The site of an unusual triangular shape, although caressed by the sun, does not cause a desire to spend leisure time here. The bare wall to the left, the lawn without a twist and the old terrace - everything looks extremely dull.

To begin with, the designers started upgrading the fence. The high massive wall on the left was planked and draped with bamboo bushes of the new variety ‘Aureocaulis’ (can be replaced with a trellis entwined with a spreading liana, for example, maiden grapes or hops). The wooden fence on the opposite side of the house also remained in its place, except that now it is entwined with eastern clematis with yellow flowers, which are replaced in autumn by lovely fluffy dry inflorescences.

The plant pots in the right corner do not improve the position either.

Instead of the old terrace, the area of ​​which was significantly reduced by the bamboo planting, the designers erected a new one - a round one. This "maneuver" made it possible to balance the irregular triangular shape of the site. The main resting place in the garden is now played by a wooden platform on a small elevation.

It is bordered by a curb of light-colored paving stones, which is in harmony with the gravel garden and the garden path. In addition, an additional resting place has appeared. It is located diagonally from the circular terrace. There is plenty of room for a bench and a couple of plants in plain gray pots.

The feeling of three-dimensionality created by bamboo and clematis is enhanced by the decorative 'Evereste' apple tree growing in the middle of the lawn, as well as by the white-flowered lawn at the main resting place. This shrub, surrounded by shade-tolerant herbaceous perennials with yellow, blue and white flowers, dominates the main flower garden, which has a wave shape that smoothly bends around a round platform and stretches further along the entire bamboo fence.

In the far corner of the garden, the designers have hidden another highlight - a gravel island with a mini-fountain. The second small resting place is also buried in greenery - another eastern clematis winds along the wall, and next to the chaise longue three tub plants are pleasing to the eye.

Flowers of smilacin racemose, smelling like lilies of the valley, appear in early summer. The plant, reaching a height of 60-80 cm, prefers partial shade or shade and humus-rich soil.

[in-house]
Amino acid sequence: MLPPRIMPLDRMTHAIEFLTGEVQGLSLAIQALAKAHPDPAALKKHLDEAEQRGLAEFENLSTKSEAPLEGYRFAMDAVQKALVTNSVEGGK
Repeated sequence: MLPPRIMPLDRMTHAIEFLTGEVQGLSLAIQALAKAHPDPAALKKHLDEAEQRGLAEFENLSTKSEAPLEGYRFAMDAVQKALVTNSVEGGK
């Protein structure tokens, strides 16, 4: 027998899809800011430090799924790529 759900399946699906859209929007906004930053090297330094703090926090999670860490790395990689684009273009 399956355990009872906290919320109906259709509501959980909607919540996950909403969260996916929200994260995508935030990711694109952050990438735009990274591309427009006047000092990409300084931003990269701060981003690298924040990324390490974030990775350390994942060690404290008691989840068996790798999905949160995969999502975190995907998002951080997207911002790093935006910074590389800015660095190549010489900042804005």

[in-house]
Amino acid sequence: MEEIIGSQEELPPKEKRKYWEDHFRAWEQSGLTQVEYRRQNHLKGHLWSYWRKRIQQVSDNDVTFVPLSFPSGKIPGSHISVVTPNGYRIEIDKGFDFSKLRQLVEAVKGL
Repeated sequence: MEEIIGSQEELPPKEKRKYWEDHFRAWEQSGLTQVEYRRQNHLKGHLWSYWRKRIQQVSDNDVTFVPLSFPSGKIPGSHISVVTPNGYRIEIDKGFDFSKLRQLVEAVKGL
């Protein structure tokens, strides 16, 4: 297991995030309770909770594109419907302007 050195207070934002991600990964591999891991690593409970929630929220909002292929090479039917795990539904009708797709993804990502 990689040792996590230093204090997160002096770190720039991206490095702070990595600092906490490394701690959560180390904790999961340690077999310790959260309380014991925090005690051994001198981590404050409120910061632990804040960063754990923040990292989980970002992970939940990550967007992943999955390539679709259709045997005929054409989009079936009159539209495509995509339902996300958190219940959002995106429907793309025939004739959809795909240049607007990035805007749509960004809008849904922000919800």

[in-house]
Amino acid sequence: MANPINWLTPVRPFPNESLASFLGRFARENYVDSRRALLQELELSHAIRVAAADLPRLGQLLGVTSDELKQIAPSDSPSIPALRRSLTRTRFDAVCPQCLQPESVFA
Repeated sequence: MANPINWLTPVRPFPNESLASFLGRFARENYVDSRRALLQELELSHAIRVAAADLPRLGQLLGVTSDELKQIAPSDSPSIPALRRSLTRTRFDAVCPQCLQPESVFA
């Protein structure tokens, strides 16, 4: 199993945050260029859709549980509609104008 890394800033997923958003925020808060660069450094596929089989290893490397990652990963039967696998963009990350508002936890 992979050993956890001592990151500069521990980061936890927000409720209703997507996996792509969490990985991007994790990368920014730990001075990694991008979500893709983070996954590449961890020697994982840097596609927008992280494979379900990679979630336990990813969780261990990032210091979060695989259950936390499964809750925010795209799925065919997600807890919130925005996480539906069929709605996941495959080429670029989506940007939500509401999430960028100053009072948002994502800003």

The gravel flower garden looks most impressive in June, during the flowering of Siberian iris, as well as in August, when pink fluffy inflorescences of hasmantium broadleaf, or wild oats, appear. Over time, the panicles of this ornamental grass turn to copper shades, and the green leaves turn golden yellow.


Online reading of the book The Secret Garden Chapter IV. MARTHA

In the morning Mary was awakened by the steps. Opening her eyes, she saw a young maid. The girl bent over the rug in front of the fireplace and noisily shoveled the ash. Mary watched her for a while, then looked around the room. The room seemed to her unusual and gloomy. Tapestries with scenes of forest hunting hung on the walls. There, under the shade of the trees, stood men in hunting suits, horses, dogs, and beautifully dressed ladies. The castle towers were visible in the distance. Mary looked at the hunting scenes for so long that in the end it seemed to her that she herself was standing in this forest with smart ladies and men. When the tapestries bored her, Mary looked out the window, which overlooked the wasteland. There really was not a single tree, and the grass and low bushes swayed in the wind like the sea.

- What is it there? - pointing to the window with her finger, she asked the servant.

- This is it? - Swallowing sounds in a Yorkshire manner, she responded.

- Well, yes, over there, outside the window, - specified Mary.

“This wasteland,” the girl replied. - Like?

- Not! - Mary answered confidently. - She's some kind of disgusting!

“You’re just not used to it yet,” the girl said with such a strong accent that Mary winced. - Oh, excuse me! - the servant caught himself. “How many times has Mrs. Madlock warned me to watch as I speak. Otherwise, Mrs Madlock insists, no one can understand you, Martha.